Mathias Goeritz (Danzig, 1915 – Mexico City, 1990) is one of the standout – if one of the most ignored – artists from the second half of the 20th century. His wanderings determined the route of his life, shaped by his travels through Europe and Latin America, with stints in Germany, North Africa, Spain and finally Mexico, where he would invent a unique synthesis between rationalism and sentiment, halfway between the modern present and timeless atavism. This art project, representative of the emergence of artistic utopias in post-war Latin America, renewed the habitual account of modernity from the 1950s onwards – simplifying the bipolar Cold War tension – and introduced new latitudes, lexicons and roles in art.
The exhibition reflects and reveals the breadth and originality of Mathias Goeritz in mediums as diverse as painting, sculpture and architecture. With the recurring motif of the serpent, which lends its name to show, there is an exploration of the notion of “emotional architecture”, formulated by the artist in 1954 for the purposes of his Museo Experimental El Eco. This definition alludes to an experimental form of construction and activation of architecture in an emotional blueprint, appealing to the emotions of the viewer and reacting to the utilitarian rigours of predominant functionalism. “Emotional architecture” recovered the idea of the total artwork and heralded the start of empathy in post-war abstraction. In addition to presenting the exhibition, this lecture aims to rediscover the figure of Mathias Goeritz.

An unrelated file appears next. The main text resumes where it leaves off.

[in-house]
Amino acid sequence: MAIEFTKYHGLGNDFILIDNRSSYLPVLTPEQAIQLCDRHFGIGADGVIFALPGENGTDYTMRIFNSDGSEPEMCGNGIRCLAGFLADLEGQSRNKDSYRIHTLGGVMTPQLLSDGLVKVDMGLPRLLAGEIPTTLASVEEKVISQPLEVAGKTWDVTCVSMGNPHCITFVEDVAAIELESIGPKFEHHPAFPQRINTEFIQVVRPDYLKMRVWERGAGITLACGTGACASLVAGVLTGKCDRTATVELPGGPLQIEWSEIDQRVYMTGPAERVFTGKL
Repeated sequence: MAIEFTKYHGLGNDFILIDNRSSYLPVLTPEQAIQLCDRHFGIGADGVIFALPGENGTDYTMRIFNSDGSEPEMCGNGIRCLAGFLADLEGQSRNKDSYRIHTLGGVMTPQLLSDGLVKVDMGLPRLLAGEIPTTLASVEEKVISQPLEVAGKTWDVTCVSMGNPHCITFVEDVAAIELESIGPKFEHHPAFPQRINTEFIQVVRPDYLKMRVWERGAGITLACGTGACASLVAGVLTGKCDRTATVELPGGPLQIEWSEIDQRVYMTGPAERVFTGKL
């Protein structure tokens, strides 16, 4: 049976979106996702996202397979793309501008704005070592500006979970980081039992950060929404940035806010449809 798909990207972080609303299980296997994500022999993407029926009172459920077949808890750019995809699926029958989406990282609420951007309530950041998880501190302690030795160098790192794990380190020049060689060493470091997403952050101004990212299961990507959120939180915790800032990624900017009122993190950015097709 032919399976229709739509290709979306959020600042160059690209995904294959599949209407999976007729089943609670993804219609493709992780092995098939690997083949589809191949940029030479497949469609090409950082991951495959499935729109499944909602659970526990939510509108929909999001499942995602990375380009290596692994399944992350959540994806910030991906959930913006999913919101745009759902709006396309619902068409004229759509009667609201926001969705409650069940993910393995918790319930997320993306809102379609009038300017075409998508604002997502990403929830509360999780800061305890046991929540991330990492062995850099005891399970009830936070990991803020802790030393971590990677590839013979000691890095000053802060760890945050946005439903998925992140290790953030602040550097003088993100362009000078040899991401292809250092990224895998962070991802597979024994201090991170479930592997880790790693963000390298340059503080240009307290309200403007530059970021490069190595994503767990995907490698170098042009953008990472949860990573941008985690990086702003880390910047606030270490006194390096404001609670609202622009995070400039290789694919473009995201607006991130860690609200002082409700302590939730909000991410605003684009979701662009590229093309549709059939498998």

Francisco Reyes Palma is an art historian, critic and researcher at the Centro Nacional de Investigación Documentación e Información de Artes Plásticas del Instituto Nacional de Bellas Artes, Mexico, and founding member and chairman of CURARE: Espacio Crítico para las Artes. He is the author of Mathias Goeritz (La Caja Negra Ediciones, 2011) and the essays Otras modernidades, otros modernismos, Exilios y descentramientos and Trasterrados, migrantes y guerra fría en la disolución de una escuela nacional de pintura, included in Hacia otra historia del Arte en México (Conaculta, 2002 and 2004; vols. III and IV), among numerous other works.